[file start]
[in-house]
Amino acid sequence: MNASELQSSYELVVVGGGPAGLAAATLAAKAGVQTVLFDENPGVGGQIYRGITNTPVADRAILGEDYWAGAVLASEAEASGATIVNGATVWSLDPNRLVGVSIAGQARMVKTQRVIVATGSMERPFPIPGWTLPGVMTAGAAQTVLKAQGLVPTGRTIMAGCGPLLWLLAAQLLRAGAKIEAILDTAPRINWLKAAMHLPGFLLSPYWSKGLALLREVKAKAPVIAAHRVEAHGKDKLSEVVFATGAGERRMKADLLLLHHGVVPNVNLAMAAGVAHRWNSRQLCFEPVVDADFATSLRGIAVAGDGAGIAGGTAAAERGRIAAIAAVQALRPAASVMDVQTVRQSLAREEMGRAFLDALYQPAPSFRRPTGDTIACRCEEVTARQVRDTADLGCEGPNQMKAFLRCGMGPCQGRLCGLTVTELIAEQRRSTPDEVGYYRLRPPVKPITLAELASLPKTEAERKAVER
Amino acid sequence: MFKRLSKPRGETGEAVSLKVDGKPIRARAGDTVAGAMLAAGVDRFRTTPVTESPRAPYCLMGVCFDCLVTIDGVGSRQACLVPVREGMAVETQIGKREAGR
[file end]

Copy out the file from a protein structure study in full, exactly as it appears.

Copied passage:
[in-house]
Amino acid sequence: MNASELQSSYELVVVGGGPAGLAAATLAAKAGVQTVLFDENPGVGGQIYRGITNTPVADRAILGEDYWAGAVLASEAEASGATIVNGATVWSLDPNRLVGVSIAGQARMVKTQRVIVATGSMERPFPIPGWTLPGVMTAGAAQTVLKAQGLVPTGRTIMAGCGPLLWLLAAQLLRAGAKIEAILDTAPRINWLKAAMHLPGFLLSPYWSKGLALLREVKAKAPVIAAHRVEAHGKDKLSEVVFATGAGERRMKADLLLLHHGVVPNVNLAMAAGVAHRWNSRQLCFEPVVDADFATSLRGIAVAGDGAGIAGGTAAAERGRIAAIAAVQALRPAASVMDVQTVRQSLAREEMGRAFLDALYQPAPSFRRPTGDTIACRCEEVTARQVRDTADLGCEGPNQMKAFLRCGMGPCQGRLCGLTVTELIAEQRRSTPDEVGYYRLRPPVKPITLAELASLPKTEAERKAVER
Amino acid sequence: MFKRLSKPRGETGEAVSLKVDGKPIRARAGDTVAGAMLAAGVDRFRTTPVTESPRAPYCLMGVCFDCLVTIDGVGSRQACLVPVREGMAVETQIGKREAGR